Children’s facial expressions following a lack of sleep may predict future social issues, according to new research.

A team from University of Houston investigated whether restricting sleep for children could have a knock-on effect on their emotional functioning and cause longer-term social issues.

Candice Alfano, professor of psychology at University of Houston, said: “Sleep problems in children are routinely linked with lower social competence and more problems in peer relationships, but we really don’t understand what drives these associations.”

The new study follows on from previous research by Professor Alfano, and she set out to test whether children’s facial expressions when fatigued could be behind these associations.

The study involved 37 children between the ages of seven and 11 who participated in two emotional assessments. One assessment consisted of well-rested children, and the other consisted of children who had been partially sleep deprived for the previous two nights.

A selection of images was shown to the children, some designed to evoke positive emotions and others designed evoke negative emotions. At the same time, a high-definition camera recorded and documented their facial expressions. Their parents then provided the researchers with accounts of their children’s behaviour at the time of the assessment, and then again around two years later.

Professor Alfano explained: “As we suspected, children who displayed less positive facial expressions in response to pleasant images when sleep restricted were reported to have more social problems two years later, even when controlling for earlier social problems.”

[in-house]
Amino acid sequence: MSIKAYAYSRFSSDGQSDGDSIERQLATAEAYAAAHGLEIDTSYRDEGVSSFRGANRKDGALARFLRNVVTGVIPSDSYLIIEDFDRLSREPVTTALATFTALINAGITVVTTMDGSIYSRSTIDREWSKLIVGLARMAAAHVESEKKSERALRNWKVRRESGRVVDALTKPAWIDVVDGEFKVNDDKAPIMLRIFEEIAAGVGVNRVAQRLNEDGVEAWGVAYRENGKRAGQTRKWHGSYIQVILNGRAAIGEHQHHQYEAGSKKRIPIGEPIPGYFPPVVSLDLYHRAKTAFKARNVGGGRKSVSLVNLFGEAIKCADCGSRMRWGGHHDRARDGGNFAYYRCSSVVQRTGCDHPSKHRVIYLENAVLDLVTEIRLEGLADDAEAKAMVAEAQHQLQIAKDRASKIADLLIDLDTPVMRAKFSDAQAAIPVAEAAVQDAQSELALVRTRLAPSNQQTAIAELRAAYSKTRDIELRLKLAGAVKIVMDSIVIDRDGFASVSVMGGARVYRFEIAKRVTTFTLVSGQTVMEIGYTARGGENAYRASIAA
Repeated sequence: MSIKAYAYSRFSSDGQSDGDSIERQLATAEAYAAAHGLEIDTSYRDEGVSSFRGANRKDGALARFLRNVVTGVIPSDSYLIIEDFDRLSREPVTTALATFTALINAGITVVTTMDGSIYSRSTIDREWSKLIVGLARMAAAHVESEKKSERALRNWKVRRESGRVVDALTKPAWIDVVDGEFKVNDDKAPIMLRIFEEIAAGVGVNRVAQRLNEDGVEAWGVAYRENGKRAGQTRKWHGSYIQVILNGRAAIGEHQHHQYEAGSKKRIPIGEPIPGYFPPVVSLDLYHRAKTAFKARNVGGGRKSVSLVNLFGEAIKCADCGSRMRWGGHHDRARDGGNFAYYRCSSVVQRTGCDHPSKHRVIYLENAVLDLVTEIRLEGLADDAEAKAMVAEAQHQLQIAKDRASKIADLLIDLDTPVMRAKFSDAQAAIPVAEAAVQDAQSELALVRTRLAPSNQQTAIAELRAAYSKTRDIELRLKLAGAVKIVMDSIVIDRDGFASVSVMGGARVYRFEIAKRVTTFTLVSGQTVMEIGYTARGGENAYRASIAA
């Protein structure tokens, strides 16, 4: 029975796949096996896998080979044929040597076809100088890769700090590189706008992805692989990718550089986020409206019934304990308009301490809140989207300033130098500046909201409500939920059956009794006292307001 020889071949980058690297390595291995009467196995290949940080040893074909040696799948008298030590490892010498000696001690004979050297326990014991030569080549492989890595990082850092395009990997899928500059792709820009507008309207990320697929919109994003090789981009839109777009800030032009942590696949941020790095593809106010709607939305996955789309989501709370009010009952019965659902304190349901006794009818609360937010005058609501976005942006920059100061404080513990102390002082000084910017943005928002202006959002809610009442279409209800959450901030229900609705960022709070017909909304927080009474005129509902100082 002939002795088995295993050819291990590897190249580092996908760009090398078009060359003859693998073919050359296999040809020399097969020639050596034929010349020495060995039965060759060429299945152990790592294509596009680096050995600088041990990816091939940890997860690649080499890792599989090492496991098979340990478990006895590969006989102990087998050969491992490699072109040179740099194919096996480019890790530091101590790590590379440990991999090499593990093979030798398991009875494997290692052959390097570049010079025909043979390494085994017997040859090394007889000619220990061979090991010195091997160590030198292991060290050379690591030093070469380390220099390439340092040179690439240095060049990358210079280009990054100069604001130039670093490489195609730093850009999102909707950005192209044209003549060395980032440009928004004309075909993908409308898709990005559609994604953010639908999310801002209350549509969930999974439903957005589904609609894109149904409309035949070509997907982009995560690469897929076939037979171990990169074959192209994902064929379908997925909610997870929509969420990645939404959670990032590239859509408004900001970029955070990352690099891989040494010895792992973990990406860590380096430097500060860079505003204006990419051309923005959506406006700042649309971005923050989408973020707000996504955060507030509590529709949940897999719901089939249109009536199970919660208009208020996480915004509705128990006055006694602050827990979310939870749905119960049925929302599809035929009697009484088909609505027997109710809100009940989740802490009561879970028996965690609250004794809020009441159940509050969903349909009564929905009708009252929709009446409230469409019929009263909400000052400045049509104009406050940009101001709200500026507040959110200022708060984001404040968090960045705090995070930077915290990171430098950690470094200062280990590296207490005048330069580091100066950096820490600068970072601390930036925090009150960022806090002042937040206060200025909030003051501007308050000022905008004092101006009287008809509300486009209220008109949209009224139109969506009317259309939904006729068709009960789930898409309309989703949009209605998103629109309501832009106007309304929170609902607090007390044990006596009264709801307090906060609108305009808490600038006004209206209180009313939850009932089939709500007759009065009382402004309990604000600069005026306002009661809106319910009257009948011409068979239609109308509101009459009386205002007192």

Researcher Alfano argued that, although concurrent links were not observed between the change in facial expressions due to restricted sleep and social issues, this could be due to developmental variances in the children’s social performance and peer relations.

Professor Alfano said: “For younger children, more explicit behaviours such as sharing and taking turns may be more important for friendships than subtle facial expressions. However, emotional expression becomes more important with age.”

She continued: “Facial expressions not only provide others with an understanding of how you are feeling but are known to have a contagion effect on how others feel.”

The results back up the growing body of research which suggest a lack of sleep in children anticipates future socio-emotional problems and highlights the significance of research into how sleep impacts children’s mental wellbeing. Lack of sleep has been proven to negatively affect the way children display emotions through their facial expressions, a vital part of social interaction.

The findings have been published in Affective Science.

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